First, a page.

Hawai'i students taste market simulation game
|||Students take prize for stock simulations|
By Katherine Nichols
Advertiser Staff Writer
You know your elementary school kids are learning something when they start asking about the difference between "value investing" and "growth investing."
Richard Ambo The Honolulu Advertiser
Farrington High School students James Simon, 16, left, and Mark Ilagan, 15, were a couple of the big winners in a 10-week stock market simulation game aimed at teaching kids how to invest in their futures.
Richard Ambo The Honolulu Advertiser
Simon and his two teammates placed second behind fellow student Mark Ilagan with a $6,000 profit in a recent stock market simulation game sponsored by the Hawai'i Council on Economic Education, the Market City Foundation, First Hawaiian Bank and Merrill Lynch.
"If you want the kids to have a good future, you've got to teach them how to invest in their future," said Lyle Hendricks, a former Farrington social studies teacher and coordinator of the game. "And you can never start them too early."
Only in its second year, the stock market simulation game is a national competition conducted each fall and spring under the title National SMS. Fourteen Hawai'i schools participated. The number of three- and four-member teams rose from 57 last year to 150 this year.
"The best time to invest is while you're young," said Rob Saracco, a vice president and personal investment advisory portfolio manager with Merrill Lynch who volunteered to conduct Saturday workshops, educate teachers and judge students' portfolios. "The sooner you start, the better off you'll be."
Unlike last year's inaugural game, amassing the most money did not guarantee a team victory.
Instead, Saracco suggested that advisers choose winners based on a detailed evaluation of the portfolios, which needed to match a suggested national profile in each of three categories: conservative income, moderate growth and aggressive growth.
|Getting in on the action|
|||To participate in stock market simulation games, e-mail Lyle Hendricks at email@example.com or call 956-7009. Information also is available at on the Hawaii SMS Web site.|
David Yoshida, a 17-year-old senior at Iolani, was part of that four-member team. The team's strategy allowed each member to pick two stocks. The first was one a student predicted would perform well, had become affordable and looked like it would rebound.
The other was a "pet stock," said Yoshida something a student wasn't really sure about but wanted to watch. Steven Lee, the leader of the group, chose the best six of those eight stocks.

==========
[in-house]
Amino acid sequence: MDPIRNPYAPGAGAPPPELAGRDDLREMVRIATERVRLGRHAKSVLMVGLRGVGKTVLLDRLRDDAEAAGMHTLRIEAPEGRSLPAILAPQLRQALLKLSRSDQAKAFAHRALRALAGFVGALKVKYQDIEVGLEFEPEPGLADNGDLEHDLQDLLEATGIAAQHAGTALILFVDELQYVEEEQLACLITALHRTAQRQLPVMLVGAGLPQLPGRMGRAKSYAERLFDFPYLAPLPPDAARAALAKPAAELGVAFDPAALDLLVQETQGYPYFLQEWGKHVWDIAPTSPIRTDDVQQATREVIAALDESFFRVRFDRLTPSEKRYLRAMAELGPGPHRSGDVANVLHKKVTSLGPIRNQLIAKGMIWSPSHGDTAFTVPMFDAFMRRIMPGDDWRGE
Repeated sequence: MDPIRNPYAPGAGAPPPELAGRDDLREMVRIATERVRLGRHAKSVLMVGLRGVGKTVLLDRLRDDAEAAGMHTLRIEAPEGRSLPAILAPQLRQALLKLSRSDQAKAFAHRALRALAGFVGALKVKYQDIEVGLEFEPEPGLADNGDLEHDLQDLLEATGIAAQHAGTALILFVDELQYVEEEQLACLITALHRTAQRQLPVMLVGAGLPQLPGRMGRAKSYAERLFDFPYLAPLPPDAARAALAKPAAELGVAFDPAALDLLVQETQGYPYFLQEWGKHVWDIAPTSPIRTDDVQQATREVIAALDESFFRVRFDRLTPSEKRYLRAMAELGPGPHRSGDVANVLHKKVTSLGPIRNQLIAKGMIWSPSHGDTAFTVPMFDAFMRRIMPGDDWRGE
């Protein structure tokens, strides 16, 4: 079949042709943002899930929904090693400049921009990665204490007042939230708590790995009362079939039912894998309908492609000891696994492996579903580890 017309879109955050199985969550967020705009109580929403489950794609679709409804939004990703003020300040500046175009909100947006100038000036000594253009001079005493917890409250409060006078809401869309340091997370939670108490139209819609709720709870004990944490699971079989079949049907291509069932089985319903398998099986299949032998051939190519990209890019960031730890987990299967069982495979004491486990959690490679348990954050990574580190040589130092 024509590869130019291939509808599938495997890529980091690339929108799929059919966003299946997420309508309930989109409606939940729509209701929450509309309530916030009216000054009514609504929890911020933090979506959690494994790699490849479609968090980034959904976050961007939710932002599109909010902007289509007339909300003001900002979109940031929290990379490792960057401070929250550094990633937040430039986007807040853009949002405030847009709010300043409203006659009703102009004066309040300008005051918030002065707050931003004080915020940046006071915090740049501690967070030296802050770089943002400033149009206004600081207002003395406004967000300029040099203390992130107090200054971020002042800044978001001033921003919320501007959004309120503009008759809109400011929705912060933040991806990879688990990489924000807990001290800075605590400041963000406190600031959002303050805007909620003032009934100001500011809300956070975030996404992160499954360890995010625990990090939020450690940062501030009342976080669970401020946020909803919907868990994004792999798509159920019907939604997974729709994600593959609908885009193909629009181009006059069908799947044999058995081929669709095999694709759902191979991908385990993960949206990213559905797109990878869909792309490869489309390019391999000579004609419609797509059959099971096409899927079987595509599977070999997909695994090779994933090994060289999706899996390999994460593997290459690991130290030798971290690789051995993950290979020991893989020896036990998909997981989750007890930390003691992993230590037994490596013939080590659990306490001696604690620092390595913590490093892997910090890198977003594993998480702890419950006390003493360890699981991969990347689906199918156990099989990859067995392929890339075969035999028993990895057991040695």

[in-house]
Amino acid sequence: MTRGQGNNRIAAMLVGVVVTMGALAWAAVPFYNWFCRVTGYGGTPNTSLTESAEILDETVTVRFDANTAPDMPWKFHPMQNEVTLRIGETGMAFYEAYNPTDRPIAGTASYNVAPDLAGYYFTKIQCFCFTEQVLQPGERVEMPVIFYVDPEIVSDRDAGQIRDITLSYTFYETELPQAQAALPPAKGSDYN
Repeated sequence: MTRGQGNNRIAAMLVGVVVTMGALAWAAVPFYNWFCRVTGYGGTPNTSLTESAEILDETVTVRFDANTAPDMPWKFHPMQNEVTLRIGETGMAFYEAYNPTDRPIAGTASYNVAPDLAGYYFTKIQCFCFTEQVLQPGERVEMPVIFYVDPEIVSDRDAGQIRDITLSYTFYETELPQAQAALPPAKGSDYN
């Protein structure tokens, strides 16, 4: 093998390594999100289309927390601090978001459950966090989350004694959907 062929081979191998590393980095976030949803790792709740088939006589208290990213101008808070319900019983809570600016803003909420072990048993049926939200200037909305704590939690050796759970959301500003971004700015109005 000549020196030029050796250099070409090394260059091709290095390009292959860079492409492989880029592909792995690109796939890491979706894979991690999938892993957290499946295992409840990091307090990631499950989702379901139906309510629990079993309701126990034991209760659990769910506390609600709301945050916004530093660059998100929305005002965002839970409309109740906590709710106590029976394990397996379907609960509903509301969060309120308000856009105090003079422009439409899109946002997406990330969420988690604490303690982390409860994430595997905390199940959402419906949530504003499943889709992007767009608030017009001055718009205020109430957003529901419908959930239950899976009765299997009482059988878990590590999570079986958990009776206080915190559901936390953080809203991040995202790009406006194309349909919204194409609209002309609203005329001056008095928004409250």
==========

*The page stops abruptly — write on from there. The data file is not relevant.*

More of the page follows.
The entire process, said Yoshida, "was an application of some of the principles we're starting to learn in macroeconomics."
First-place teams in the other two categories came from Farrington and Roosevelt high schools.
The purpose of the new way of judging and structuring the program was to educate youngsters that investing is a long-term process. To substantiate that lesson, winners will receive $100 mutual fund certificates or $50 patriotic bonds.
"It's not speculative," said Hendricks. "That's Las Vegas. (The idea) is to create a portfolio that will best serve your interests in the long-term."
Before the competition began Oct. 8, students took a "risk survey," said Hendricks, "so they would know what kind of investors they are." Armed with this information about themselves, they could then focus on the kind of portfolio they wanted to develop.
Each team was given an imaginary $100,000 to start. Members had 10 weeks to invest that money and create a portfolio. They followed the stock market and added new terms to their vocabulary.
"The main thing is, there are a lot of skills necessary to succeed in this game," said Jerry Danao, a Farrington High School graduate and teacher who advised both the first- and second-place winners in the income category.
"They had to do the research," Danao said. "They had to listen to the news. We made the point that current events have a direct impact on the economy, not only in the United States, but worldwide."
One of the flaws in last year's competition was the emphasis on earning money fast. This year, Saracco's goals were different. "We wanted the children to be more responsible investors," he said. "When we give the kids $100,000, they become very aggressive. We're not that way with our own money."
Instead, he continued, "we talked about investment style and diversification."
And students weren't the only ones learning.
"I've become quite a convert on this whole thing," said Danao. "If you know how to invest, it's really a second income."
Knowing how to manage money, added Saracco, "is one of the most important things when we go out into the world."